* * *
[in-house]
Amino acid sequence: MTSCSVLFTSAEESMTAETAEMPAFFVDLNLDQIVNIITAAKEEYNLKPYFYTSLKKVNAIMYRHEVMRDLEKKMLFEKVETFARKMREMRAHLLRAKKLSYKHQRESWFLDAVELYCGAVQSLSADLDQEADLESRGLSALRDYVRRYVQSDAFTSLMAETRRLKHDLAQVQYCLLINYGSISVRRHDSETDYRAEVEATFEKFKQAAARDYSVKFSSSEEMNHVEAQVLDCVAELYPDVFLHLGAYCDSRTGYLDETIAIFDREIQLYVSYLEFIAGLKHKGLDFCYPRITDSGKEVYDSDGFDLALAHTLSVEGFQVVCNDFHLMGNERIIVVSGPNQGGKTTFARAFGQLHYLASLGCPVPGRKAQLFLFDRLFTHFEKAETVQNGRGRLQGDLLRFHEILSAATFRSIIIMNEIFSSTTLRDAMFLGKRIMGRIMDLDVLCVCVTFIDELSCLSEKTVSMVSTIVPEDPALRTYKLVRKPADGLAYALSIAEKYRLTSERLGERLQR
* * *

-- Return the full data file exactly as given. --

[in-house]
Amino acid sequence: MTSCSVLFTSAEESMTAETAEMPAFFVDLNLDQIVNIITAAKEEYNLKPYFYTSLKKVNAIMYRHEVMRDLEKKMLFEKVETFARKMREMRAHLLRAKKLSYKHQRESWFLDAVELYCGAVQSLSADLDQEADLESRGLSALRDYVRRYVQSDAFTSLMAETRRLKHDLAQVQYCLLINYGSISVRRHDSETDYRAEVEATFEKFKQAAARDYSVKFSSSEEMNHVEAQVLDCVAELYPDVFLHLGAYCDSRTGYLDETIAIFDREIQLYVSYLEFIAGLKHKGLDFCYPRITDSGKEVYDSDGFDLALAHTLSVEGFQVVCNDFHLMGNERIIVVSGPNQGGKTTFARAFGQLHYLASLGCPVPGRKAQLFLFDRLFTHFEKAETVQNGRGRLQGDLLRFHEILSAATFRSIIIMNEIFSSTTLRDAMFLGKRIMGRIMDLDVLCVCVTFIDELSCLSEKTVSMVSTIVPEDPALRTYKLVRKPADGLAYALSIAEKYRLTSERLGERLQR